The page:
But at this match, I did pretty well. I ended up in the final round (there was about a dozen shooters there), but I had my @ss handed to me by a little kid who was much faster and better than I am.

Sigh.

stage

The other part of the match was one stage you could run through multiple times with multiple guns. I ran through it twice with the same gun: Once normally, and once REALLY concentrating on accuracy in order to go down ten points or less. Here’s video of me on the concentration run.

I had no presuppositions for this match. I’d never shot it before, I’d never been to this range before, I had no clues about divisios or rules or whatever. My pre-match strategy was literally “Ok, let’s see what happens and go from there”. In short, I was as close to the Zen ideal of a “beginner’s mind” as I’ve been in the last few years, and just relied on innate, unconscious shooting.

The stage design also encouraged this approach, as aside from headshot at the end, there weren’t any really tricky targets, and the course of fire was easy with no memory games needed.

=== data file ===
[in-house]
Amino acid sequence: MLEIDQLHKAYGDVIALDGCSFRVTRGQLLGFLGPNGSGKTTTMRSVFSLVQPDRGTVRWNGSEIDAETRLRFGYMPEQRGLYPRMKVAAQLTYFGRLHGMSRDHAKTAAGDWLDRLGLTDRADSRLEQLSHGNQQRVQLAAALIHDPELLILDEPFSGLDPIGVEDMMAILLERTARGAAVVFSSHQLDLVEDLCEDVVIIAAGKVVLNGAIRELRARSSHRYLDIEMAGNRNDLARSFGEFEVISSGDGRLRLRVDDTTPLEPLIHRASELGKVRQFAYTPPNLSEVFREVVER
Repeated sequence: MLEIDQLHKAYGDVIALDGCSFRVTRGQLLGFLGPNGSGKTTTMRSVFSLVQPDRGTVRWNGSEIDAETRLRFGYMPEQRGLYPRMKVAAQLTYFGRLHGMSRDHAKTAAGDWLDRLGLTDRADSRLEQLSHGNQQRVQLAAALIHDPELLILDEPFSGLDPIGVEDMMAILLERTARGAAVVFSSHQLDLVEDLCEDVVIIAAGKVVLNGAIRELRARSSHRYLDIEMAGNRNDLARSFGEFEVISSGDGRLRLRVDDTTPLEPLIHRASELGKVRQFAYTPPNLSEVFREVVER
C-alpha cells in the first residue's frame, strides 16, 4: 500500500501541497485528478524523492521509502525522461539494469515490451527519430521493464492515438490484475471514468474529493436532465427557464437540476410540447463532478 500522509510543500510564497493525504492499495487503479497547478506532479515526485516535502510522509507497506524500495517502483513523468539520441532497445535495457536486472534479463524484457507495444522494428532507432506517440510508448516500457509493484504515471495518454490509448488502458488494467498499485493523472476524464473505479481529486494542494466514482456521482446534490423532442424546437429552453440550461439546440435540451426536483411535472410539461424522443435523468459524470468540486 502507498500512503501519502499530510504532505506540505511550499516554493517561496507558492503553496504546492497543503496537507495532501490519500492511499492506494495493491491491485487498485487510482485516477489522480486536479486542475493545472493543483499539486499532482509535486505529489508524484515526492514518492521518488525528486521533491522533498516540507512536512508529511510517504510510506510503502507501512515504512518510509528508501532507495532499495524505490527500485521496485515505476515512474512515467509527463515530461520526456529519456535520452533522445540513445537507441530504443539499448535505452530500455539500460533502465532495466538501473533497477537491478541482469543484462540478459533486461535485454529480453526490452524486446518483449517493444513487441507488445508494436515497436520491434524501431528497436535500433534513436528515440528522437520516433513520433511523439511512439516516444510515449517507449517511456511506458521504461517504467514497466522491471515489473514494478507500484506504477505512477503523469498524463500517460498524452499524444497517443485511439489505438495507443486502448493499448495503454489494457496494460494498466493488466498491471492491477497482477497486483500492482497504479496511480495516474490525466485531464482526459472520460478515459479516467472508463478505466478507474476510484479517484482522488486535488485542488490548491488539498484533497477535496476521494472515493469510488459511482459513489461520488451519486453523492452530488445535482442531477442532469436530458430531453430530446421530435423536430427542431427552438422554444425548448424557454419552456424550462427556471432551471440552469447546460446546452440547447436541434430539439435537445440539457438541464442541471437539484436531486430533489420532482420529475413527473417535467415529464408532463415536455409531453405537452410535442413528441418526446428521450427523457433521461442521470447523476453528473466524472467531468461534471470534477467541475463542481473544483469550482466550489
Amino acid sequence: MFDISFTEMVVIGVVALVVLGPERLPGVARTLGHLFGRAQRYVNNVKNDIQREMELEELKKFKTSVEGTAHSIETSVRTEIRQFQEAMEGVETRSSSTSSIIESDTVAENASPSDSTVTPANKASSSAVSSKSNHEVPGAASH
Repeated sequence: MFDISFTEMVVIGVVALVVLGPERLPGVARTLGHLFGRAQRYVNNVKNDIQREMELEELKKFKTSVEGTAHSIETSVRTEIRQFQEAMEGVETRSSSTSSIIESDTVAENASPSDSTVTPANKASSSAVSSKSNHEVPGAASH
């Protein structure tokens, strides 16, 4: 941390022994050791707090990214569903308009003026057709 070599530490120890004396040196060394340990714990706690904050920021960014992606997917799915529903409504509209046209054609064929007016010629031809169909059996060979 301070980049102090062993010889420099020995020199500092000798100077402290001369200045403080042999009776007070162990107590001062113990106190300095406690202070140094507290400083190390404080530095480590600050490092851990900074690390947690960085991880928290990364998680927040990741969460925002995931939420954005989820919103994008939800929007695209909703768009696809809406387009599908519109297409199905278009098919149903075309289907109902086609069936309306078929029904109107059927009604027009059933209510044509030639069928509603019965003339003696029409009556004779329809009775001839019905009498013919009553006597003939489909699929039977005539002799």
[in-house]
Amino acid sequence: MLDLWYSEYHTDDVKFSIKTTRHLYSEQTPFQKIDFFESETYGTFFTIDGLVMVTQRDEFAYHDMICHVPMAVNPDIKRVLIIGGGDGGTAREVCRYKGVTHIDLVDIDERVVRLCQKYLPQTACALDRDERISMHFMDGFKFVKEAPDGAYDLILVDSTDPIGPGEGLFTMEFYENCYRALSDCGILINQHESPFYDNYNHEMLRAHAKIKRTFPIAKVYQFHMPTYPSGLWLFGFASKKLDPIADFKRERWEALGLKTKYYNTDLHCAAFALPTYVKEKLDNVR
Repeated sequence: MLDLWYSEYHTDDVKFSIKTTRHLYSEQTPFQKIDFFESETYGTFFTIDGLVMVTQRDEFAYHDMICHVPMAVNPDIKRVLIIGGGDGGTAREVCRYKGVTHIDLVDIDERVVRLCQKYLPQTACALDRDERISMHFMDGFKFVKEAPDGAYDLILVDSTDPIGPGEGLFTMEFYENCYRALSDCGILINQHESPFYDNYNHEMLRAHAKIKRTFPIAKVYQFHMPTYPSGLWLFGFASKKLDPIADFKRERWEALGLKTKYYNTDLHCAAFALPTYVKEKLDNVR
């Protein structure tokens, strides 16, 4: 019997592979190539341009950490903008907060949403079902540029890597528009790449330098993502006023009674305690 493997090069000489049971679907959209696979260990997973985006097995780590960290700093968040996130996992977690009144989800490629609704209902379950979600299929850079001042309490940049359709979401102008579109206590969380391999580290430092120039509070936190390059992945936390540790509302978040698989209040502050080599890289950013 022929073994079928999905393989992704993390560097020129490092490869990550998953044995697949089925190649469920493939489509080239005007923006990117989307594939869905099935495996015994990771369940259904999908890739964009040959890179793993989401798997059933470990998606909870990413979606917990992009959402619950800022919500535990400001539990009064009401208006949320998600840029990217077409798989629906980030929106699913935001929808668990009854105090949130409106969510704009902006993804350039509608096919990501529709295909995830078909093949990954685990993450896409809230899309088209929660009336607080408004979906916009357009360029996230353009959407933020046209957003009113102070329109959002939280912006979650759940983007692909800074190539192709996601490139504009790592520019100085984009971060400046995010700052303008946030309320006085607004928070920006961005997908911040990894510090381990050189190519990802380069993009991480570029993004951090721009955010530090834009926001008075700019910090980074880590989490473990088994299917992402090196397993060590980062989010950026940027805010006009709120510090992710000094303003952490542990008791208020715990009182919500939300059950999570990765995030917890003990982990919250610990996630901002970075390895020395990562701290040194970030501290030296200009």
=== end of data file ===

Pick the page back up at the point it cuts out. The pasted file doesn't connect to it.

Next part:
What’s REALLY interesting is the time/score between the “unconscious” and the “conscious” run. 2 years ago, in order to shoot my best, I needed to concentrate hard on the A Zone/ Down Zero zone and get my hits, because that’s what I found led to success.

Today? Not so much.

Scorecard

I’m almost TEN SECONDS up faster on the stage running it with my unconscious mind and almost four and half seconds up faster with points down figured in.

Remember when I said I think I’ve reached the point where Brian Enos’ book can help me? I think I now have proof that I was right.

So what’s stopping me from shooting unconsciously all the time?

  • Stage Design: Anytime there’s multiple opportunities to shoot the same target from different locations or blow past a port, I need to think about things and that slows me down.
  • Precision Over Speed: I still slow down and *think* about hitting long-range or precise shots, and the time to think about slowing down takes as much (or more) time as focusing on the front sight and making the shot. I’ll still need that front sight focus as I progress, but I think I can shift mental gears quicker over time, improving my score.